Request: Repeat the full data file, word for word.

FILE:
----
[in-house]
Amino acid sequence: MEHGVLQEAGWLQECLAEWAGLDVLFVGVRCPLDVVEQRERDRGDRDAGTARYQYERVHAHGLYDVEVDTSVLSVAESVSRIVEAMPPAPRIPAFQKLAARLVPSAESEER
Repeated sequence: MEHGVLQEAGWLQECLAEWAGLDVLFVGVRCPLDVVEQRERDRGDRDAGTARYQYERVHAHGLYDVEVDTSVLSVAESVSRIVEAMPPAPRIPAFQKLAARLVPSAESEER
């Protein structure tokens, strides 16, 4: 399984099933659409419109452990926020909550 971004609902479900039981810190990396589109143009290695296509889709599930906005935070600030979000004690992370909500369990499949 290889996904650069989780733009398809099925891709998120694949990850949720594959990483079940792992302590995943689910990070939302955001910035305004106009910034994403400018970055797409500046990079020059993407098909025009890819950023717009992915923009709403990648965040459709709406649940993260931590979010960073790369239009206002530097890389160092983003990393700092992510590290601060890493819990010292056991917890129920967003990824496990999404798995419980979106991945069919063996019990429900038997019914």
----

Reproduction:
[in-house]
Amino acid sequence: MEHGVLQEAGWLQECLAEWAGLDVLFVGVRCPLDVVEQRERDRGDRDAGTARYQYERVHAHGLYDVEVDTSVLSVAESVSRIVEAMPPAPRIPAFQKLAARLVPSAESEER
Repeated sequence: MEHGVLQEAGWLQECLAEWAGLDVLFVGVRCPLDVVEQRERDRGDRDAGTARYQYERVHAHGLYDVEVDTSVLSVAESVSRIVEAMPPAPRIPAFQKLAARLVPSAESEER
């Protein structure tokens, strides 16, 4: 399984099933659409419109452990926020909550 971004609902479900039981810190990396589109143009290695296509889709599930906005935070600030979000004690992370909500369990499949 290889996904650069989780733009398809099925891709998120694949990850949720594959990483079940792992302590995943689910990070939302955001910035305004106009910034994403400018970055797409500046990079020059993407098909025009890819950023717009992915923009709403990648965040459709709406649940993260931590979010960073790369239009206002530097890389160092983003990393700092992510590290601060890493819990010292056991917890129920967003990824496990999404798995419980979106991945069919063996019990429900038997019914």